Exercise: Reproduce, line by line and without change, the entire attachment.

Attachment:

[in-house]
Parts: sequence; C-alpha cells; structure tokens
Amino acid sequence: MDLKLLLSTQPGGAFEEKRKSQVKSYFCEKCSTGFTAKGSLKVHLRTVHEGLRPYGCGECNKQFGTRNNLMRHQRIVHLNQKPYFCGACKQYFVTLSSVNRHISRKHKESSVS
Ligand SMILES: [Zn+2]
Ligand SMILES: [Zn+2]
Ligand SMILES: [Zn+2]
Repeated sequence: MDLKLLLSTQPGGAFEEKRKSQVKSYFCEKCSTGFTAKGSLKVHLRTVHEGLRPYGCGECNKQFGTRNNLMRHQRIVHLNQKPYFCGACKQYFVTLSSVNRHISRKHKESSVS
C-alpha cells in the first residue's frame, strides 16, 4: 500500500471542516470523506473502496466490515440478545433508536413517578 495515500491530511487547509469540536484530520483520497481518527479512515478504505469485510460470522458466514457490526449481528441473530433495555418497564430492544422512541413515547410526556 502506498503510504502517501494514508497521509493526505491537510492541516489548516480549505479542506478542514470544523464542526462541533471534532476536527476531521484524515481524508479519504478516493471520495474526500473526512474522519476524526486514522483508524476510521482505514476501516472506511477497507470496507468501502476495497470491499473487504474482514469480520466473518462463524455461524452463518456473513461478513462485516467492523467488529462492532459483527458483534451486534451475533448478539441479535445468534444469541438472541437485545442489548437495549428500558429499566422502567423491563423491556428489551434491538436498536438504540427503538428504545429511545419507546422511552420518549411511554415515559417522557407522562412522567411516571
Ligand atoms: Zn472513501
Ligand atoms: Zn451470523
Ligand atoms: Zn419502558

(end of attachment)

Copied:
[in-house]
Parts: sequence; C-alpha cells; structure tokens
Amino acid sequence: MDLKLLLSTQPGGAFEEKRKSQVKSYFCEKCSTGFTAKGSLKVHLRTVHEGLRPYGCGECNKQFGTRNNLMRHQRIVHLNQKPYFCGACKQYFVTLSSVNRHISRKHKESSVS
Ligand SMILES: [Zn+2]
Ligand SMILES: [Zn+2]
Ligand SMILES: [Zn+2]
Repeated sequence: MDLKLLLSTQPGGAFEEKRKSQVKSYFCEKCSTGFTAKGSLKVHLRTVHEGLRPYGCGECNKQFGTRNNLMRHQRIVHLNQKPYFCGACKQYFVTLSSVNRHISRKHKESSVS
C-alpha cells in the first residue's frame, strides 16, 4: 500500500471542516470523506473502496466490515440478545433508536413517578 495515500491530511487547509469540536484530520483520497481518527479512515478504505469485510460470522458466514457490526449481528441473530433495555418497564430492544422512541413515547410526556 502506498503510504502517501494514508497521509493526505491537510492541516489548516480549505479542506478542514470544523464542526462541533471534532476536527476531521484524515481524508479519504478516493471520495474526500473526512474522519476524526486514522483508524476510521482505514476501516472506511477497507470496507468501502476495497470491499473487504474482514469480520466473518462463524455461524452463518456473513461478513462485516467492523467488529462492532459483527458483534451486534451475533448478539441479535445468534444469541438472541437485545442489548437495549428500558429499566422502567423491563423491556428489551434491538436498536438504540427503538428504545429511545419507546422511552420518549411511554415515559417522557407522562412522567411516571
Ligand atoms: Zn472513501
Ligand atoms: Zn451470523
Ligand atoms: Zn419502558